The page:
A photograph like this reminds us that the drama of Gilad Shalit is a family drama. It reminds us that more than just being a country of political parties, conflicts and territory, Israel is a country of families. Families with real lives. The joy of the Shalit family is twinned with the inverse drama of those families who have lost loved ones to terrorism having to endure the sight of some of those responsible for their murder go free in exchange. Out of sight of the cameras, they too will embrace each other, their grief given fresh potency, as the murderers are welcomed as heroes in Gaza and the West Bank.

On such a dramatic day, we join in feeling the joy of the Shalit family, even as we feel the pain of those other families. We are reminded of the high price Israel is forced to pay for its survival, and that that price is borne not in abstraction, but by the families of the Jewish state.

Our Annual Post In Which We Ask Who We Have To Sleep With To Get Philip Roth The Nobel Prize In Literature


We’ve complained in this space before that the Nobel committee isn’t the greatest fan of American literature. We’ve bemoaned the fact that Philip Roth probably isn’t going to win a dearly deserved Nobel Prize for Literature. In being denied this honor, one of Roth’s characters would probably observe that he would have had a better shot if he had grown up to be a doctor. Or a chemist. Or a physicist. Or an economist. Or whatever. Or just not Philip Roth.

Whatever. He didn’t win.


In the end, perhaps it is better that he doesn’t win. It’s not like he’s lacking for awards. The short list: Pulitzer, National Book Award (twice), Pen/Faulkner (three times), Pen/Saul Bellow Prize, the Man Booker International Prize. It’s not like his legacy needs validation from a bunch of cold Swedish fish. And it’s not hard to imagine a Roth-esque character: smart, accomplished, libidinous, persistent, lauded and yet still carrying the chip on his shoulder he’s been lugging around since the day he took his first step in the Weequahic section of Newark, New Jersey; who relishes the annual rejection from Stockholm; who needs to not win the Nobel prize every year;  who needs to have at least that one door still closed to him in order to retain that sense of remaining on the outside. Sven and Gunnar aren’t impressed with the forging of identity in post-war America? Well screw them. Horace Engdahl and company don’t think a literary output producing compelling works more than fifty years apart warrants the Nobel? They can suck his StiegLarsson.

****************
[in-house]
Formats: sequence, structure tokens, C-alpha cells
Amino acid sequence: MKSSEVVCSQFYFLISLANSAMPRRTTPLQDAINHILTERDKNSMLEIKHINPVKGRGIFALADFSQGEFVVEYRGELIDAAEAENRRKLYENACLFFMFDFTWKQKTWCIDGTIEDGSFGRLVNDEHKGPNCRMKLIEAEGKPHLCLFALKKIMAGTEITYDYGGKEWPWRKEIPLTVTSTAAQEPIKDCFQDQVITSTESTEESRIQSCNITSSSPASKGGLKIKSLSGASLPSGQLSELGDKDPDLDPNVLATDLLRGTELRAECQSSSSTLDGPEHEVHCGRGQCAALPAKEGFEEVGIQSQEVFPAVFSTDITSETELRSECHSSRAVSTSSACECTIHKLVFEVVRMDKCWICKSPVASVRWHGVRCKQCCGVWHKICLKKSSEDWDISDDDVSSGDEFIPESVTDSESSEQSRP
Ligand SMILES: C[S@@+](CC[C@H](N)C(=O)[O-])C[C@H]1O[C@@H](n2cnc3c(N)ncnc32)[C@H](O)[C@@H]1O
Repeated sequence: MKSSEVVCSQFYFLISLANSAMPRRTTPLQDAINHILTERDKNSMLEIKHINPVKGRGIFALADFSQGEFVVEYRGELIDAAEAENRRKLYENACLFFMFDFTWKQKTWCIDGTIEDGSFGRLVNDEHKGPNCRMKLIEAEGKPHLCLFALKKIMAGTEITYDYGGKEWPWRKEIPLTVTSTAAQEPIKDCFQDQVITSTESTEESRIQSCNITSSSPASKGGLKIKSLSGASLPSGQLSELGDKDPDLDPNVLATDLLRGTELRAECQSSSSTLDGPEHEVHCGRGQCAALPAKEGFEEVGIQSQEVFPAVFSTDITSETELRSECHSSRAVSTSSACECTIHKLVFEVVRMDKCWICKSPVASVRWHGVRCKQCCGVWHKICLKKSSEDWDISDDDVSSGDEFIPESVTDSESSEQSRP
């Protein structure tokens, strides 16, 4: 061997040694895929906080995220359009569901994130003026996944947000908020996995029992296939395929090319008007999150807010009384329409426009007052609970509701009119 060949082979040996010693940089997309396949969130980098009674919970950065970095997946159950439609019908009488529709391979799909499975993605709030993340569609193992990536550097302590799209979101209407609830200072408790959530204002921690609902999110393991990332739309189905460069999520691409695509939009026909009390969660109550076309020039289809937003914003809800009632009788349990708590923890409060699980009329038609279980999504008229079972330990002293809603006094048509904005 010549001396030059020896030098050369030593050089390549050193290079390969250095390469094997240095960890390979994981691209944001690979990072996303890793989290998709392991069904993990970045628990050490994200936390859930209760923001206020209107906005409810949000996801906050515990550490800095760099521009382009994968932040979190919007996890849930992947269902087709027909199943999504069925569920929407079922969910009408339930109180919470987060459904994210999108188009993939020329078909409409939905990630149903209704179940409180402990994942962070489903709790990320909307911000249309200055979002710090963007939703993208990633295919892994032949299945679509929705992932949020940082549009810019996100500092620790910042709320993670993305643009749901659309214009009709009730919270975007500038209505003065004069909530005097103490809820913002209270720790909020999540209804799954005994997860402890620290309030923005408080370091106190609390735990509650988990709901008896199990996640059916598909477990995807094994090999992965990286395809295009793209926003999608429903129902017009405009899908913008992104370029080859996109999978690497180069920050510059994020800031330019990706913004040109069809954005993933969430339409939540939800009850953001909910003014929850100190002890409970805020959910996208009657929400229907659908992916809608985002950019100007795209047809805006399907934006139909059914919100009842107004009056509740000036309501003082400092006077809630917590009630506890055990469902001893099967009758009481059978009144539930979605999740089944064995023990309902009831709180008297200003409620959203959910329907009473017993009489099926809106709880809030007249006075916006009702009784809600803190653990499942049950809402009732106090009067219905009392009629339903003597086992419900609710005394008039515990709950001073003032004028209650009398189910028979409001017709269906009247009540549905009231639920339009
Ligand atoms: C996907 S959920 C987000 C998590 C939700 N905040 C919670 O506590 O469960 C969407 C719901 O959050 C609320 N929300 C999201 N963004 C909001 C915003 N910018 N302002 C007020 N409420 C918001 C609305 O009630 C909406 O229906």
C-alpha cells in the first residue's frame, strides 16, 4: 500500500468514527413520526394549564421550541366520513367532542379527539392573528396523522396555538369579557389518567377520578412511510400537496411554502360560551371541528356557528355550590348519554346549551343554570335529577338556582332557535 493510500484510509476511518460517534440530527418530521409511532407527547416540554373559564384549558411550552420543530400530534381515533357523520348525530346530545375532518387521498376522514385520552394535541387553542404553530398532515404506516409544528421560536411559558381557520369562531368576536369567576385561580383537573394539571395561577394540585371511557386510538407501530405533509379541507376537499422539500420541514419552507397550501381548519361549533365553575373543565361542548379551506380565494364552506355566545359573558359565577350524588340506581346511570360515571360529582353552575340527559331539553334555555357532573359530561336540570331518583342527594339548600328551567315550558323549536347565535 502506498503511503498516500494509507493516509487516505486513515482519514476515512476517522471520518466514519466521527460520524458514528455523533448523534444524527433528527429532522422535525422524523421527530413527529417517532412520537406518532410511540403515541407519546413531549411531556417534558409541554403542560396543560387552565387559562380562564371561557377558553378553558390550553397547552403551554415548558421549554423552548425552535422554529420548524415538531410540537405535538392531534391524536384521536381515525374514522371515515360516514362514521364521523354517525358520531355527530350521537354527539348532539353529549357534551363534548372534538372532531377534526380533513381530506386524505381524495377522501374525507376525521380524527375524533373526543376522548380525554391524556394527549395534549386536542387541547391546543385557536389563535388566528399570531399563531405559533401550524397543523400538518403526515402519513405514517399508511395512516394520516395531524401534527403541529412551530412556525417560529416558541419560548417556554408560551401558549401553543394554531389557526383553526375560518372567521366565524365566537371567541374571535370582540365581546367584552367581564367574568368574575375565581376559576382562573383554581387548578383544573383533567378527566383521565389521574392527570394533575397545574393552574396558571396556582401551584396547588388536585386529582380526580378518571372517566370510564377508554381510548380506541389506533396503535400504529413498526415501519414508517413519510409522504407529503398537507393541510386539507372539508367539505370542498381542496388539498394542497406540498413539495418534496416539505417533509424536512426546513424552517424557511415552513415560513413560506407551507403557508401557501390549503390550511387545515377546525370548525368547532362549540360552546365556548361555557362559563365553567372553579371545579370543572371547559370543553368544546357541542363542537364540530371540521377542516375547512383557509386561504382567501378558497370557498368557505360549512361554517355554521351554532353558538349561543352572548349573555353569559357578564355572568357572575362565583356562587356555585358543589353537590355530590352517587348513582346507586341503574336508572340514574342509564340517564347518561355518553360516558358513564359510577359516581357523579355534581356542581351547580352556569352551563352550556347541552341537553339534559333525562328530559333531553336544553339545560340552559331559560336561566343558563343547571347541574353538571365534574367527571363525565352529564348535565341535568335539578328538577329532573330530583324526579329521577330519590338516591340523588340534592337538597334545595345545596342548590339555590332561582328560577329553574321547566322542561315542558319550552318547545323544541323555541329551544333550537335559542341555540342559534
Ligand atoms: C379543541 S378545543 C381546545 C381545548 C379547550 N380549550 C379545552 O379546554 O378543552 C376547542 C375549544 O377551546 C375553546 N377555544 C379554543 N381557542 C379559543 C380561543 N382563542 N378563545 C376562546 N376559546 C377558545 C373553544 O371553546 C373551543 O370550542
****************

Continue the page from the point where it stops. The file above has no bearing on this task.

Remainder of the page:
Nathan Zuckerman, Neil Klugman, Alexander Portnoy — those guys would have been bemused that the Nobel committee wants nothing to do with them.  (And yet. With the same breath that they dismissed ever needing, ever wanting, ever coveting a Nobel; they admit to themselves that it wouldn’t be undeserved, wouldn’t be grandiose to expect, wouldn’t be beyond the scope of reasonable aspirations to think that one morning when, slumbering in the pre-dawn the phone pierces his slumber, and in the moment he catapults his half-dead arm — some sort of cramp from sleeping funny — he wonders as it arcs toward the handset, could this be the call from Stockholm, and if it is, will it be rude to ask them to wait while he runs to the bathroom to pee, because, frankly it is normally the highlight of his morning and while Nobels are fine, certain rituals ought to be respected and observed.) Those guys would rebound from Nobel rejection by sleeping with someone inappropriate — and likely not Jewish.

So, it’s another year with no Nobel for the seminal American-Jewish author of the last century and it turns-out a decent chunk of the current century as-well. That’s fine.

He’s doing just fine without it.